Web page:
Alfred Gilbert's St George was designed as one of the twelve saints who surround the tomb of the Duke of Clarence in the Albert Memorial Chapel, Windsor Castle. This royal tomb was the most prestigious commission of Gilbert's career.
Following the death of Joseph Edgar Boehm in 1890, Gilbert had hoped to succeed his former master as sculptor to the Royal Family. The tragic death of Prince Albert Victor, Duke of Clarence and Avondale in 1892, provided the opportunity. Just three days after the funeral Gilbert was summoned to Sandringham to discuss plans for the memorial with the Prince and Princess of Wales. After the original sketch for the tomb was approved by Queen Victoria on 6th March 1892, the sculptor's plans developed, becoming ever more elaborate and ambitious. After a visit to the artist's studio the following year the Queen wrote: 'Mr Gilbert showed me ... a small wooden model of the grillage which is to go round the tomb, on which different figures of saints are introduced.' Five years later, in 1898, Queen Victoria herself placed the figure of St George in his niche on the tomb and the monument was opened to the public.
However, the tomb was still not complete with five of its saints missing. Gilbert was notoriously slow to finish a commission and it took him an epic thirty-six years to complete the tomb. It was not until 1928 that all the niches were finally filled. The protracted work, which took time away from more profitable commissions, may have contributed to the artist's bankruptcy in 1901. It also led him into controversy. In 1899, as his debts mounted, Gilbert approved a plan to cast four of the saints from the tomb as separate bronzes to be sold to the dealer Mr Dunthorne for £500. The agreement included figures which had not yet been delivered to the Prince of Wales himself. The resulting scandal caused the Prince to distance himself from the sculptor, and the commission, which Gilbert had once hoped would secure his position as court sculptor, actually almost lost him his reputation.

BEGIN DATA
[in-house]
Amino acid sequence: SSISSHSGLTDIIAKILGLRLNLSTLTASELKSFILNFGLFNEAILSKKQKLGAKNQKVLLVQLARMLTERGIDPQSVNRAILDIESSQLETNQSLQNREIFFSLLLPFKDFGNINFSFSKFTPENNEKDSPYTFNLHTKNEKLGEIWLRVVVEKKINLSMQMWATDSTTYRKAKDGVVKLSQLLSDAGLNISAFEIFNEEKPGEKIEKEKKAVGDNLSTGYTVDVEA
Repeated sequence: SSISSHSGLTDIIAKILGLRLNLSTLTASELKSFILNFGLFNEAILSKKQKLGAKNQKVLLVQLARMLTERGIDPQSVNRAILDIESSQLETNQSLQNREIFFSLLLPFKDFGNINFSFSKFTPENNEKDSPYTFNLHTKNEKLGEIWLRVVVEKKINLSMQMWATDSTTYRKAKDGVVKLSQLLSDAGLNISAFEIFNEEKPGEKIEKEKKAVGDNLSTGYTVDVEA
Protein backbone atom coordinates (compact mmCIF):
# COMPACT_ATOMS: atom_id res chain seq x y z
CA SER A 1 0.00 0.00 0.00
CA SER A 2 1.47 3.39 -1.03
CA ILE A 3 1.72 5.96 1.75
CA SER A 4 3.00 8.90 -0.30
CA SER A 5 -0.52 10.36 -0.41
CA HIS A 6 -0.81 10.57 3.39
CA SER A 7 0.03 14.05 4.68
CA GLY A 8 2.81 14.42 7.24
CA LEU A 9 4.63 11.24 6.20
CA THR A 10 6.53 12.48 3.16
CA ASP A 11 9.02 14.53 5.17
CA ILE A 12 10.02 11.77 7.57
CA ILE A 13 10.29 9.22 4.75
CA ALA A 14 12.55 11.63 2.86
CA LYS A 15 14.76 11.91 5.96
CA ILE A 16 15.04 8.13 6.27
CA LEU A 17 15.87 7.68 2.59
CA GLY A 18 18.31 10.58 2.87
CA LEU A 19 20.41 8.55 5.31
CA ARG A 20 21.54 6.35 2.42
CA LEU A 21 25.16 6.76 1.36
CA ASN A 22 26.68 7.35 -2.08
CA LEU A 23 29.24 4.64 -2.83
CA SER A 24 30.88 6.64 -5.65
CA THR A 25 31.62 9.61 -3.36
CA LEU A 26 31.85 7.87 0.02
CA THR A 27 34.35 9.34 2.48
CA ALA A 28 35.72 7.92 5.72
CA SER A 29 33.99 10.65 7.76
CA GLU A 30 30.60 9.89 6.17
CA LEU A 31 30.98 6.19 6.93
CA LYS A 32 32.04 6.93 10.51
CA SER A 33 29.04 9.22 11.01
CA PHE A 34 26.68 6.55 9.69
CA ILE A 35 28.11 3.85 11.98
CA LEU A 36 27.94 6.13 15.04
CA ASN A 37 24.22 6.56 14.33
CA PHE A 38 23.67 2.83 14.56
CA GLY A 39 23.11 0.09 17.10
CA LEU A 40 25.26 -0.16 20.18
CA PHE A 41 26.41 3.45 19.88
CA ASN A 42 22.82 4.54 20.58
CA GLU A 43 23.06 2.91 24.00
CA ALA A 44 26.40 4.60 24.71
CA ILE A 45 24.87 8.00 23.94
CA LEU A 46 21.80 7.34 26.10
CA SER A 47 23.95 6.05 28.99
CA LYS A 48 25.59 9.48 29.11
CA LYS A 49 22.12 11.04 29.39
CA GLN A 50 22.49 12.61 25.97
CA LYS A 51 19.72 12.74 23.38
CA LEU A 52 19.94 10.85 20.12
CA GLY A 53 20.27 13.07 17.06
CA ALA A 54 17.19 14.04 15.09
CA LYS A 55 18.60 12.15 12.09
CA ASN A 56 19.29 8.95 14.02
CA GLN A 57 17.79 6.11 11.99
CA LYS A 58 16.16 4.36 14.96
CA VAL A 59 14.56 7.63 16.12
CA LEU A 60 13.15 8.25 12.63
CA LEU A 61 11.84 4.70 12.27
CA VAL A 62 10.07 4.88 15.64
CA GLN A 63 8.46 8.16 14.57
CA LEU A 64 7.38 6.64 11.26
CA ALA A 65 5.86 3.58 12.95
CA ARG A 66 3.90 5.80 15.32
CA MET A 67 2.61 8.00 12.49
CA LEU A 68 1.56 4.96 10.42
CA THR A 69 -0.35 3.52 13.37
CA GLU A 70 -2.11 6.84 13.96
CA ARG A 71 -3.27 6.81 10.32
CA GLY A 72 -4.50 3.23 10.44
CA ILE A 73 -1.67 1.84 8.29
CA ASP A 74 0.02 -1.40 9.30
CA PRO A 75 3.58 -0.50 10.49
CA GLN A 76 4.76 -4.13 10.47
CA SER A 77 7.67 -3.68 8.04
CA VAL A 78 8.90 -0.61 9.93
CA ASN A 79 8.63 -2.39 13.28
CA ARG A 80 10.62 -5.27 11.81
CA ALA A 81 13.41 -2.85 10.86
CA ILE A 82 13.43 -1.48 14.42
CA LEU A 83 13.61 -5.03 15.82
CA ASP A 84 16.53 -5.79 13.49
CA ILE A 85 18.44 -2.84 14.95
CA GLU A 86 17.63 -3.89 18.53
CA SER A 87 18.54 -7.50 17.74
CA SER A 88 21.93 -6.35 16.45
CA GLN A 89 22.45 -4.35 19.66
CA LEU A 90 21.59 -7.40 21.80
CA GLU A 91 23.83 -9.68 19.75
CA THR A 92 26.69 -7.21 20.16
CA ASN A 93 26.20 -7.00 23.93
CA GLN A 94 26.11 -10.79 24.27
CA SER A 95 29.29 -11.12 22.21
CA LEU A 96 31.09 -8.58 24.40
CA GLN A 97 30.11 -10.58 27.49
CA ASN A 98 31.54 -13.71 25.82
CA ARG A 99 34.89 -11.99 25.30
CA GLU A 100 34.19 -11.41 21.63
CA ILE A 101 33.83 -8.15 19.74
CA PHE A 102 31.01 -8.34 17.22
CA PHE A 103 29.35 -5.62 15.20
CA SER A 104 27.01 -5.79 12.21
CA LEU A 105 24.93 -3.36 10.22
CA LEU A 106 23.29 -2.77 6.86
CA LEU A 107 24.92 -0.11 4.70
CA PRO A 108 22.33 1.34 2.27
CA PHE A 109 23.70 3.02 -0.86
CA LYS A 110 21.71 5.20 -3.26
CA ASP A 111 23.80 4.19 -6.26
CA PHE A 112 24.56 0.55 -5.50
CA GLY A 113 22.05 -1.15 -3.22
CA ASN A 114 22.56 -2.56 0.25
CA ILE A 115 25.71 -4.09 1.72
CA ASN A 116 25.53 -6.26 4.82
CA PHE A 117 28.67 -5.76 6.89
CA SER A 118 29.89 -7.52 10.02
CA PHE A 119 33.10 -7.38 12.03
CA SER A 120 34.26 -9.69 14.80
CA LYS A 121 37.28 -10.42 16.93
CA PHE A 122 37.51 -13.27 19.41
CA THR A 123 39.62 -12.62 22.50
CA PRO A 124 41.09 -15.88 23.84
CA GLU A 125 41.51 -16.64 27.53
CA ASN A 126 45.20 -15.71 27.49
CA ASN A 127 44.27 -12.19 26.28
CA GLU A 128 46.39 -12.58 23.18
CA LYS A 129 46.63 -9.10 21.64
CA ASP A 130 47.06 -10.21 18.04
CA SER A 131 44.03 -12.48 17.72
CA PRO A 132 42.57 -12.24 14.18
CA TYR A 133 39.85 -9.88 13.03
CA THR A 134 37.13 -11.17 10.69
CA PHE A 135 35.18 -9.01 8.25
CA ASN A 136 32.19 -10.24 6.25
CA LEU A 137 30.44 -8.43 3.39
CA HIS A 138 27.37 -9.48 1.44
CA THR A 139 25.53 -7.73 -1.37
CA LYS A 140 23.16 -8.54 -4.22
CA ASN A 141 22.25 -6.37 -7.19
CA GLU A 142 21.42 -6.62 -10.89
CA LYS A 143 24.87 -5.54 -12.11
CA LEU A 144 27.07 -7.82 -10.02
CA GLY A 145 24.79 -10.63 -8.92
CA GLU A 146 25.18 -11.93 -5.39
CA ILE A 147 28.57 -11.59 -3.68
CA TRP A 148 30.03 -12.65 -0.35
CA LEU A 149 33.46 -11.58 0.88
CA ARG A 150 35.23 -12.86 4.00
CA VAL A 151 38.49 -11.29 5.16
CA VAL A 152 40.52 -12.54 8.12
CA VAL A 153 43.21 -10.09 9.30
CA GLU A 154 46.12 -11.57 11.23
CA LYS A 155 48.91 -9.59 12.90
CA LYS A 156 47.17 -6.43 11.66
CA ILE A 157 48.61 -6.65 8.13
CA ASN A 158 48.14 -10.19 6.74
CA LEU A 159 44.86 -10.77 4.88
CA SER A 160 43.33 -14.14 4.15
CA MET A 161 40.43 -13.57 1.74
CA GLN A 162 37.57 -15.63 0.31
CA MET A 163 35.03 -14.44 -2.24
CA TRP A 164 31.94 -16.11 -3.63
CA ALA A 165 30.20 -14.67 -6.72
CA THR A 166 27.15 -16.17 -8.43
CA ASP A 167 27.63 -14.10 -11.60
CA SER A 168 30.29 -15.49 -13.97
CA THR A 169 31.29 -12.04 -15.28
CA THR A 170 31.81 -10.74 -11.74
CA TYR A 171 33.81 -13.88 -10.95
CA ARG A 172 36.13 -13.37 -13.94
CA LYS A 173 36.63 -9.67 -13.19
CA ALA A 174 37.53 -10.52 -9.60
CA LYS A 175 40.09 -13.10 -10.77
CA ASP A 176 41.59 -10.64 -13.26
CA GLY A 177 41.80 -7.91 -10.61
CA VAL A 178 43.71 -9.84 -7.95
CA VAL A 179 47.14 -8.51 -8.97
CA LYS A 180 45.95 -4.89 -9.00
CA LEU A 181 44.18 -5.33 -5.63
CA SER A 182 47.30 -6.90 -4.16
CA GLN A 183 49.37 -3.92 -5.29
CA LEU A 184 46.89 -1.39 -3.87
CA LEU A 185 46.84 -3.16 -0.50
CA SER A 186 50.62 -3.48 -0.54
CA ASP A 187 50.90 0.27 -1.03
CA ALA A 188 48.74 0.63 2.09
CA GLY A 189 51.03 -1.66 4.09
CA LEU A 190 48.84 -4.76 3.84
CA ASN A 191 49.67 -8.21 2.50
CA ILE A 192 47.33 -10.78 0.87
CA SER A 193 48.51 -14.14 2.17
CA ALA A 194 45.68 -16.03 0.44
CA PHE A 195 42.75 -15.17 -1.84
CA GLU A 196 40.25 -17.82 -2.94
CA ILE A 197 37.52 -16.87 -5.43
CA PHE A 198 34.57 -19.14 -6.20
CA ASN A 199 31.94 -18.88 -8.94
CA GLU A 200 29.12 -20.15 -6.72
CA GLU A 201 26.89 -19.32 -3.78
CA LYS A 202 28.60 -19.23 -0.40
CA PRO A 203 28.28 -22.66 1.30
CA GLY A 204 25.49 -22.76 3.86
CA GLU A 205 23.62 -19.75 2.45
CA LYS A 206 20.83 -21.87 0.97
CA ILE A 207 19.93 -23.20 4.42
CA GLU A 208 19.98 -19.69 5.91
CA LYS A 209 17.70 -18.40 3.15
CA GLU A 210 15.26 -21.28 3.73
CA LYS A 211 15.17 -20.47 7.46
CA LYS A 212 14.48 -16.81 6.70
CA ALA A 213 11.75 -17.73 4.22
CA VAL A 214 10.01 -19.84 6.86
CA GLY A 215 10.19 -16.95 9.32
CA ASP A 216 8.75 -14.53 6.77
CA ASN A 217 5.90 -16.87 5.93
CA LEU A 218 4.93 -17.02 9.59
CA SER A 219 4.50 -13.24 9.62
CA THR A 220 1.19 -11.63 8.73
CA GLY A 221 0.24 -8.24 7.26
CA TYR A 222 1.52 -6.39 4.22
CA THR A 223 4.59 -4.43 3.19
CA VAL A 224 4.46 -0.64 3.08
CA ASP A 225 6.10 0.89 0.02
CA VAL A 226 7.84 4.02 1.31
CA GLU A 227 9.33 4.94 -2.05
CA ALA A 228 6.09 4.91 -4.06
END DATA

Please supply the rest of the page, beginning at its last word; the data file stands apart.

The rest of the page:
Despite the scandal, the saints themselves became some of the best-loved of Gilbert's works. St George in particular has become emblematic of Gilbert's entire oeuvre, featuring on the cover of the 1986 Royal Academy exhibition. In the artist's own life-time the central importance of St George was confirmed when the Prince and Princess of Wales chose this figure as a separate, private memorial for their home in Sandringham in 1895.
Clad in undulating shell and foliate armour and standing on the scaled hide of the felled dragon, Gilbert emphasised the fairy-tale quality of St George. The saint raises his right hand in blessing, holding in the other the sword set with a crucifix which symbolises his dual role as warrior and saint. The armour and sword display Gilbert's goldsmith's attention to detail. He is said to have taken his inspiration from the Edward Burne-Jone's costume designs for Henry Irving in the role of King Arthur. The detail of the armour is enhanced by the intricate casting – the mould for the St George was made in nineteen pieces. Gilbert boasted that, if made to scale, the armour could be worn. St George was one of the figures which Gilbert had cast by the Compagnie des Bronzes, much to the disapproval of his Royal patron. In his defence, the sculptor cast the model in very limited numbers and the present bronze is one of only eight versions known to exist.
R. Dorment, Alfred Gilbert: Sculptor and Goldsmith, ex. cat., Royal Academy, London, 1986, pp. 154-64 nos. 69-72; R. Dorment, Alfred Gilbert, New Haven and London, 1985, pp. 147-190; N. Penny, Catalogue of European Sculpture in the Ashmolean Museum, vol. III, Oxford, 1992, pp. 84-7
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